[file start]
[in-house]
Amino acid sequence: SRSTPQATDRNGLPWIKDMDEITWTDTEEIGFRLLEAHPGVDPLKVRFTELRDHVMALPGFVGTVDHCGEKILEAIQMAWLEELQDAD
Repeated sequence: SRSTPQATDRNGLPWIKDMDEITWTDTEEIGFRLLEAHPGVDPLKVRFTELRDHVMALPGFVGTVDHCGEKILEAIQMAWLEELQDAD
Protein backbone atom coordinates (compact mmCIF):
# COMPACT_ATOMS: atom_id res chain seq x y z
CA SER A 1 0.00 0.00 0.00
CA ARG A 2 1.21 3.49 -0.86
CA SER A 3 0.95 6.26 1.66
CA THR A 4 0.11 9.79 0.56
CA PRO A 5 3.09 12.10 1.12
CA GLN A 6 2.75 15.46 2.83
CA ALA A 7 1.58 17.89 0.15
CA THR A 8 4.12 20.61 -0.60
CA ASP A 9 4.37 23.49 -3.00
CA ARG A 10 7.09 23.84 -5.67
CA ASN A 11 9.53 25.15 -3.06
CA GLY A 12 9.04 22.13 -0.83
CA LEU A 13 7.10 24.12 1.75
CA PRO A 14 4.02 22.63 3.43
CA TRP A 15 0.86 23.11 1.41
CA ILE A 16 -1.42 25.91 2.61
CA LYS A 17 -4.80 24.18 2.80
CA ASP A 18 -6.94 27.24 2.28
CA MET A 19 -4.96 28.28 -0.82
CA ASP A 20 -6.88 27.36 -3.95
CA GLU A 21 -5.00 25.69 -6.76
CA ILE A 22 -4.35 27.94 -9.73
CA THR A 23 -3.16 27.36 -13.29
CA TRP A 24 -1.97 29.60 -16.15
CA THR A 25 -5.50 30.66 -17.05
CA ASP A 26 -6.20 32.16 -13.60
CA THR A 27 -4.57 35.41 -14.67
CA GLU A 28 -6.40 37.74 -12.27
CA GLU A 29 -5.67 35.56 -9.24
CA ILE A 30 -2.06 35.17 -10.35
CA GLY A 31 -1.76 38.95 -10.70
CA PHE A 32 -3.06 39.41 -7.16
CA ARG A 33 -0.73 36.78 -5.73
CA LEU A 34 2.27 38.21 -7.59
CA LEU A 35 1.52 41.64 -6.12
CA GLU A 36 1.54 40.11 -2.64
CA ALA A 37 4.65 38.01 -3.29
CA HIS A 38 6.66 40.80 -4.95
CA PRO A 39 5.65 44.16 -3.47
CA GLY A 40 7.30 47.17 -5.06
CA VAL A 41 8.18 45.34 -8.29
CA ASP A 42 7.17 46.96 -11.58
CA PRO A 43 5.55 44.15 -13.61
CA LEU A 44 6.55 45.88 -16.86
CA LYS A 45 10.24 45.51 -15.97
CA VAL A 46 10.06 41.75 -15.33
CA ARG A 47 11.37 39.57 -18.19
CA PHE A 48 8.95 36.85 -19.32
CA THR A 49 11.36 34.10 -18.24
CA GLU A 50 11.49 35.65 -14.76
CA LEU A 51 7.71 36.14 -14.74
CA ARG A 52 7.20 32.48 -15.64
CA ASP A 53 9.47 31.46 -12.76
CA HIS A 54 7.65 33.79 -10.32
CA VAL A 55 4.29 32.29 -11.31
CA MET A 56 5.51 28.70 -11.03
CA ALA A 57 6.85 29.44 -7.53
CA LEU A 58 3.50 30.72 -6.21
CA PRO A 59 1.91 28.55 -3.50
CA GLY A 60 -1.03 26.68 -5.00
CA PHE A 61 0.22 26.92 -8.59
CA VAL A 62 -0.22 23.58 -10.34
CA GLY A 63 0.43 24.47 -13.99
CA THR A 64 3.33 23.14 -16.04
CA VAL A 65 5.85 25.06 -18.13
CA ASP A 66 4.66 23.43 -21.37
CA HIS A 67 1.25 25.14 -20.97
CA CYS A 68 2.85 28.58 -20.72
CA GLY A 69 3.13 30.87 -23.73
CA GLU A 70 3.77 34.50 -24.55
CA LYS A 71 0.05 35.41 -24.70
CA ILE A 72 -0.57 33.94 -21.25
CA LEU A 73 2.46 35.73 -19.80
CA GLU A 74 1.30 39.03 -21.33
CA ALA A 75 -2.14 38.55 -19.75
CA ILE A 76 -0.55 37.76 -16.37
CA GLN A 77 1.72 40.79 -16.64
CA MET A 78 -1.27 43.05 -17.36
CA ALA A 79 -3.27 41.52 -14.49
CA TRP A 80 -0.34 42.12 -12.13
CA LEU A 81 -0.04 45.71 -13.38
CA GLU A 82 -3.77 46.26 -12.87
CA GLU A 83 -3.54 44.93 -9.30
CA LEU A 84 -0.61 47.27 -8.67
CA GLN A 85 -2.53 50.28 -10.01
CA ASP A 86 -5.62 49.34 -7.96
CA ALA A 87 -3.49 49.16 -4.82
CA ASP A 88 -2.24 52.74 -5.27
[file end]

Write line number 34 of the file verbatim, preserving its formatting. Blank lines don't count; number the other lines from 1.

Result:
CA GLU A 29 -5.67 35.56 -9.24